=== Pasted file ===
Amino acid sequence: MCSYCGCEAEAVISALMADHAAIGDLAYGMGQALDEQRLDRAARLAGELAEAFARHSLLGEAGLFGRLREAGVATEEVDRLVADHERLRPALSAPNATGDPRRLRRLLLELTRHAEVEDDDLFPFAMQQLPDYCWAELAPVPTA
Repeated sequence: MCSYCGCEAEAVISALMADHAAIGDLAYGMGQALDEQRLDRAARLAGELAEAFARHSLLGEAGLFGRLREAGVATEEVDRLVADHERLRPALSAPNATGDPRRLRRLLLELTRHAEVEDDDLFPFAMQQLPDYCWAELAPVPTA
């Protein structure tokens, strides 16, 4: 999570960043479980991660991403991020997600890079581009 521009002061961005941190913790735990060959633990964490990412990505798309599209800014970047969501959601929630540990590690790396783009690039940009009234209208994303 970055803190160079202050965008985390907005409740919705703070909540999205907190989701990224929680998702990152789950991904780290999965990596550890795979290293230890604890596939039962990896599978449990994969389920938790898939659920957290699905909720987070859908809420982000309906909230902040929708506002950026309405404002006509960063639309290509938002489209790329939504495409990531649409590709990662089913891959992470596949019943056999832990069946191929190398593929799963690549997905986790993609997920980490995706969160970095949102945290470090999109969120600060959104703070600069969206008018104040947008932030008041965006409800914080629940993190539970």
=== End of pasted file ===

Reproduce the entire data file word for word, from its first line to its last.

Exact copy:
Amino acid sequence: MCSYCGCEAEAVISALMADHAAIGDLAYGMGQALDEQRLDRAARLAGELAEAFARHSLLGEAGLFGRLREAGVATEEVDRLVADHERLRPALSAPNATGDPRRLRRLLLELTRHAEVEDDDLFPFAMQQLPDYCWAELAPVPTA
Repeated sequence: MCSYCGCEAEAVISALMADHAAIGDLAYGMGQALDEQRLDRAARLAGELAEAFARHSLLGEAGLFGRLREAGVATEEVDRLVADHERLRPALSAPNATGDPRRLRRLLLELTRHAEVEDDDLFPFAMQQLPDYCWAELAPVPTA
């Protein structure tokens, strides 16, 4: 999570960043479980991660991403991020997600890079581009 521009002061961005941190913790735990060959633990964490990412990505798309599209800014970047969501959601929630540990590690790396783009690039940009009234209208994303 970055803190160079202050965008985390907005409740919705703070909540999205907190989701990224929680998702990152789950991904780290999965990596550890795979290293230890604890596939039962990896599978449990994969389920938790898939659920957290699905909720987070859908809420982000309906909230902040929708506002950026309405404002006509960063639309290509938002489209790329939504495409990531649409590709990662089913891959992470596949019943056999832990069946191929190398593929799963690549997905986790993609997920980490995706969160970095949102945290470090999109969120600060959104703070600069969206008018104040947008932030008041965006409800914080629940993190539970």